Runner

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I bought this book on impulse, and I am glad I did. The book is very Buddhist in its outlook, and characters believe in reincarnation, which makes it ok for people to die. There sure is a lot of that happening in this book, perhaps more so than in Dietz’s combat books. The underlying story is very different from the other Dietz stuff I have read, and very good. The Legion of the Damned books suffer from very one dimensional characterizations of their female characters, whereas this book has a strong female as a leading and fully developed character, which is a nice change. I enjoyed this book.

[isbn: 9780441014095]

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Red Storm Rising

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I had read this book many years ago, and remembered it fondly. I wasn’t disappointed reading it again — its certainly a classic techno-thriller, even if it is a little dated now. I imagine it would make less sense to someone who hadn’t grown up with the cold war, but within that context its a good read. The worst bit is that given what we knew back then it is so completely plausible. Great book.

[isbn: 0006173624;9780006173625]

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Rise of a Merchant Prince

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I didn’t really like this book, but I persisted with it because I want to keep reading the series. I thought the previous Serpent War book Shadow of a Dark Queen was weak, but this book was weaker. The book follows the rise of Roo as a merchant, and is improbable at best — Roo’s wealth is generated by cornering the food market for Krondor and I see weaknesses in the analysis there — surely the Duke wouldn’t allow such a manipulation of the market when it harms his citizens, why weren’t there food riots when the cost of basic staples jumped to record levels overnight? Basically, it just doesn’t seem believable to me.

The sequence at the panthian lair on the other hand is much better, and the best bit of the book. Its a pity it is only about 50 pages long.

[isbn: 0006497012;0071001007992;0380720876]

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Wow, qemu-img is fast

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I wanted to determine if its worth putting ephemeral images into the libvirt cache at all. How expensive are these images to create? They don’t need to come from the image service, so it can’t be too bad, right? It turns out that qemu-img is very very fast at creating these images, based on the very small data set of my laptop with an ext4 file system…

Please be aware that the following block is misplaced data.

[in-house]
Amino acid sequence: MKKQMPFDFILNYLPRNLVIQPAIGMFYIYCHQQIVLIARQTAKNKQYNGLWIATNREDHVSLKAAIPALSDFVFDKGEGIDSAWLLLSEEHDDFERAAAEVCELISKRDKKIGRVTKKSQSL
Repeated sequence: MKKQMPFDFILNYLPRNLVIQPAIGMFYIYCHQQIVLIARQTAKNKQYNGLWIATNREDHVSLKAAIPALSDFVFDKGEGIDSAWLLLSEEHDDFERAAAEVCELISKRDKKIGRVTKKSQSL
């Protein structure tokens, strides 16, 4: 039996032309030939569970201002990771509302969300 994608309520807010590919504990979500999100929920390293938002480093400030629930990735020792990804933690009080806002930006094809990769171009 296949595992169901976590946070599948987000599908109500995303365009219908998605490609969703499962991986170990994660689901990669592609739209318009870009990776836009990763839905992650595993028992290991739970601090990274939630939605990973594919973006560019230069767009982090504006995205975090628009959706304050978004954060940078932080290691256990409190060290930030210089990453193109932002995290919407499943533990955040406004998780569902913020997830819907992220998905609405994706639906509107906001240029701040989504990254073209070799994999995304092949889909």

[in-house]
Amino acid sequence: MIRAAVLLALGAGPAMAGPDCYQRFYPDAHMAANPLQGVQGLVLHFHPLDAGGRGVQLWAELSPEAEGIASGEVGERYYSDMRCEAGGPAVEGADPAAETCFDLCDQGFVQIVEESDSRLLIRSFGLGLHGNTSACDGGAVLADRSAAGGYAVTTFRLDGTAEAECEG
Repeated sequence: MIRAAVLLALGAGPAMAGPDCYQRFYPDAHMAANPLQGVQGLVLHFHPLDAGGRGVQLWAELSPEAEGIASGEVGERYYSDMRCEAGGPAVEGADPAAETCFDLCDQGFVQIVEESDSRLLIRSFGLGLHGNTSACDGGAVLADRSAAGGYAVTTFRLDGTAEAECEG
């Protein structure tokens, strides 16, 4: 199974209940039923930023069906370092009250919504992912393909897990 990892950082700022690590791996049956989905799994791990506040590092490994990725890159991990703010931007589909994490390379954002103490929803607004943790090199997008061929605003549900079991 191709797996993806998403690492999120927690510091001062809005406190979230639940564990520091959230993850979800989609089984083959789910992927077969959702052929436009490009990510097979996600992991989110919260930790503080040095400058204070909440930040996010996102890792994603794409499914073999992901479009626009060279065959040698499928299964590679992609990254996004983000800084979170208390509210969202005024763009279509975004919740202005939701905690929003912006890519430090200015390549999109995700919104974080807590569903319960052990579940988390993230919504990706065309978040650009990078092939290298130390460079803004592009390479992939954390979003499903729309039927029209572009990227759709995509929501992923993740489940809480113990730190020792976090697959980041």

mikal@x220:/data/temp$ time qemu-img create -f raw disk 10g
    Formatting 'disk', fmt=raw size=10737418240
    
    real	0m0.315s
    user	0m0.000s
    sys	0m0.004s
    
    mikal@x220:/data/temp$ time qemu-img create -f raw disk 100g
    Formatting 'disk', fmt=raw size=107374182400
    
    real	0m0.004s
    user	0m0.000s
    sys	0m0.000s
    

Perhaps this is because I am using ext4, which does funky extents things when allocating blocks. However, the only ext3 file system I could find at my place is my off site backup disks, which are USB3 attached instead of the SATA2 that my laptop uses. Here’s the number from there:

    $ time qemu-img create -f raw disk 100g
    Formatting 'disk', fmt=raw size=107374182400
    
    real	0m0.055s
    user	0m0.000s
    sys	0m0.004s
    

So still very very fast. Perhaps its the mkfs that’s slow? Here’s a run of creating a ext4 file system inside that 100gb file I just made on my laptop:

    $ time mkfs.ext4 disk
    mke2fs 1.41.14 (22-Dec-2010)
    disk is not a block special device.
    Proceed anyway? (y,n) y
    warning: Unable to get device geometry for disk
    Filesystem label=
    OS type: Linux
    Block size=4096 (log=2)
    Fragment size=4096 (log=2)
    Stride=0 blocks, Stripe width=0 blocks
    6553600 inodes, 26214400 blocks
    1310720 blocks (5.00%) reserved for the super user
    First data block=0
    Maximum filesystem blocks=0
    800 block groups
    32768 blocks per group, 32768 fragments per group
    8192 inodes per group
    Superblock backups stored on blocks:
    	32768, 98304, 163840, 229376, 294912, 819200, 884736, 1605632, 2654208,
    	4096000, 7962624, 11239424, 20480000, 23887872
    
    Writing inode tables: done
    Creating journal (32768 blocks): done
    Writing superblocks and filesystem accounting information: done
    
    This filesystem will be automatically checked every 36 mounts or
    180 days, whichever comes first.  Use tune2fs -c or -i to override.
    
    real	0m4.083s
    user	0m0.096s
    sys	0m0.136s
    

That time includes the time it took me to hit the ‘y’ key, as I couldn’t immediately find a flag to stop prompting.

In conclusion, there is nothing slow here. I don’t see why we’d want to cache ephemeral disks and use copy on write for them at all. Its very cheap to just create a new one each time, and it makes the code much simpler.

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Slow git review uploads?

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jeblair was kind enough to help me debug my problem with slow “git review” uploads for Openstack projects just now. It turns out that part of my standard configuration for ssh is to enable ControlMaster and ControlPersist. I mostly do this because the machines I use at Canonical are a very long way away from my home in Australia, and its nice to have slightly faster connections when you ssh to a machine. However, gerrit is incompatible with these options as best as we can tell.

So, if your git reviews are taking 10 to 20 minutes to upload like mine were, check that you’re not using persistent connections. Excluding review.openstack.org from that part of my configuration has made a massive difference to the speed of uploads for me.

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